The roads were plowed to a semblance of usefulness overnight. They had even managed to rescue Sigue-Sigue and Vim, forty hours after their original broadcast had begun, but not before the former had taped twenty minutes of her exhausted partner snoring and broadcast segments of it intermittently all night long, between ads, increasingly less radio-friendly music, and public service announcements. The parts at which Sigue-Sigue and the janitor could be heard giggling in the background were the best.
The road conditions were good enough that everyone showed up for work at the fish store. Maybe they’d just run out of things to do. Either seemed likely. Liz had little to say to any of them. Murphy tried to talk to her, but she shrugged him off.
Shortly before noon, she saw Charles struggle into the parking lot, slipping and sliding in his rental car.
“Shit!” she cried.
Keith had just handed her a sixty-pound box of shrimp. “What? The other one was heavier than that.”
“Nothing, nothing,” she said, struggling inside. Her arms screamed with the effort, but the noise got quieter every day. She dropped it in the freezer and almost flattened her right foot in her haste to be rid of the burden. Liz rushed out into the store in time to see Mr. McIntyre and Charles–dressed in a different suit than the one he’d been wearing when she first met him–go into the office and close the door.
Why was he here? Hadn’t she told him thank you, she could handle it? She couldn’t pay for this! Liz resisted the urge to go and knock on the door. Short of calling Charles a liar, there wasn’t much she could do now except let him take care of it, but she was kind of pissed that he’d taken it out of her hands like this. Gritting her teeth, Liz went back outside to finish with the truck.
She had moved one more box before Mr. McIntyre came outside. He glanced at Liz, nodded, and then called Eric inside. Eric went, favoring Keith with a smarmy “what the fuck?” look.
“What was that all about?” Keith asked, stopping to light a cigarette. They weren’t supposed to smoke; no one ever bothered to stop Keith.
“Did the boss call you yesterday?”
“Did you work?”
Liz nodded. “Nine hours,” she said.
“Aw, man, I knew him calling was bad news. I told him to kiss my ass. Put on ESPN and stayed stoned all day.”
She had nothing nice to say to that, so she said nothing, grabbed another box and went inside with it.
Mr. McIntyre met her at the door to the walk-in. “Liz. My office,” he said. He sounded angry.
She followed him with a sigh of resignation. Either she was getting fired, or Eric was. Maybe both of them were. The walk was short, but she had time to contemplate two or three ways to tell her father that she’d lost her job.
Eric and Charles were in the office already. The office was built for two average-sized people, a desk and a filing cabinet; considering Charles’ size, it was a little crowded. When Mr. McIntyre came in behind her and closed the door again, it was quite cozy indeed. Charles and Eric had both chairs. A puddle was forming under Eric’s feet as the snow on his shoes melted.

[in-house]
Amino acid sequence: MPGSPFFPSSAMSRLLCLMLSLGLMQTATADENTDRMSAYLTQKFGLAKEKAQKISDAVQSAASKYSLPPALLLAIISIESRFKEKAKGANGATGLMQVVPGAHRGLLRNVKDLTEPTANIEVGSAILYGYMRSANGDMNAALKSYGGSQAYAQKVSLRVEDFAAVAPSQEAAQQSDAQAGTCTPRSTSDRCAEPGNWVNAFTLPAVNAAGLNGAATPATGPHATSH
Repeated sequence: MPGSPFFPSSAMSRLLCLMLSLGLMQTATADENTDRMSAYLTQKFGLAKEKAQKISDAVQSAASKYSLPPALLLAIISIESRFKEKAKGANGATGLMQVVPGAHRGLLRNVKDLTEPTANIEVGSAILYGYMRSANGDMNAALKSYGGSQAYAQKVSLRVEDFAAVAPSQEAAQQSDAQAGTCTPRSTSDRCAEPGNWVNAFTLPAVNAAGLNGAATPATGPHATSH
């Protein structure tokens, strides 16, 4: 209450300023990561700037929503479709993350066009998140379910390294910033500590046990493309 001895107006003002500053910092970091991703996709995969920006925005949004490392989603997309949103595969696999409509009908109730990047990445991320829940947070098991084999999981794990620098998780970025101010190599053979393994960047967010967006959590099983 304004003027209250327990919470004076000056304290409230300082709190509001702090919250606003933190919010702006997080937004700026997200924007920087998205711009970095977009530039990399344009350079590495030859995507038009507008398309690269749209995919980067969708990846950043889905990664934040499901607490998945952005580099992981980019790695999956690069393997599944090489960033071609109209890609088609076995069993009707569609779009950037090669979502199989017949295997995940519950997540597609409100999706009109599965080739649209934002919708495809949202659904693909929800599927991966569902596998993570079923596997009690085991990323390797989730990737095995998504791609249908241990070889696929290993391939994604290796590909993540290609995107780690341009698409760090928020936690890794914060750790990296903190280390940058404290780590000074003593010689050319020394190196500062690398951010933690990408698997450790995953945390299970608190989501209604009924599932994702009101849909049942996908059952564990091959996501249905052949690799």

“You stupid bitch,” Eric said. His anger made goosebumps rise on her arms and neck, and she felt paradoxically guilty for getting him so mad. It wouldn’t stop her from kicking his ass if he took a step toward her, of course.
“Shut up, Eric,” Mr. McIntyre said. “Liz, Mr. Katz says that Eric has been harassing you and taking money from you. Is this true?”
She couldn’t tell from his tone of voice if he knew about the video or not. That was all that mattered. “Yes,” she said, looking at the floor as if she were talking to her father. Which, in a way, she was.
“How much money has he taken from you?”
“Three hundred dollars.”
Mr. McIntyre sighed. “Okay, Eric, you’re fired. Go home.”
He jumped to his feet, eyes wide. “What?” His voice cracked.
“You heard me,” Mr. McIntyre said, pulling a file out of a drawer. “Get out. You’re fired. And you owe Liz the money you stole from her. If you don’t have it on you, I’ll take it out of your last paycheck.”
“But I was just kidding around!”
“You’re the only one who got the joke, apparently. Good-bye.” He stood up and opened the door.
Eric turned on Liz. “I’m going to fucking kill you, you stupid whore!”
At that, Charles stood up, forming a solid, imposing wall of lawyer. “Thanks for the threat,” he said. “If she so much as slips on the ice and hits her head, we’ll see you in front of a judge. Does that sound like fun to you?” Liz looked at him in surprise. His tone had put the fear of jail into her heart too, and he wasn’t even talking to her.
Mr. McIntyre added, “If I hear that Keith or anyone else at this store somehow saw that video, I’m going to let Liz’ father know you’ve been making life hard for her. He’s a state cop, you know.”
Liz didn’t say anything at all. She didn’t need to. She did, however, make sure that she met Eric’s eyes, so that he didn’t think she’d set something in motion that she couldn’t control. The look was to tell him that she knew exactly what she’d just done. He passed very close to her on the way out, eyes locked to hers. Liz was ready for him to grab her or take a swing, but he didn’t. Eric dropped his eyes and left. As he went out the door he made a little sound in his throat like he was going to cry. The back door burst open with a crash that suggested he’d thrown all of his weight into it, and closed with an impotent click.
When he was gone, Liz let out the breath she had been holding. “Thank you,” she said to both of the men in the office.
Charles said nothing. Mr. McIntyre murmured, “F’gedaboudit,” and got up. “Let’s get back to work, eh?” he added.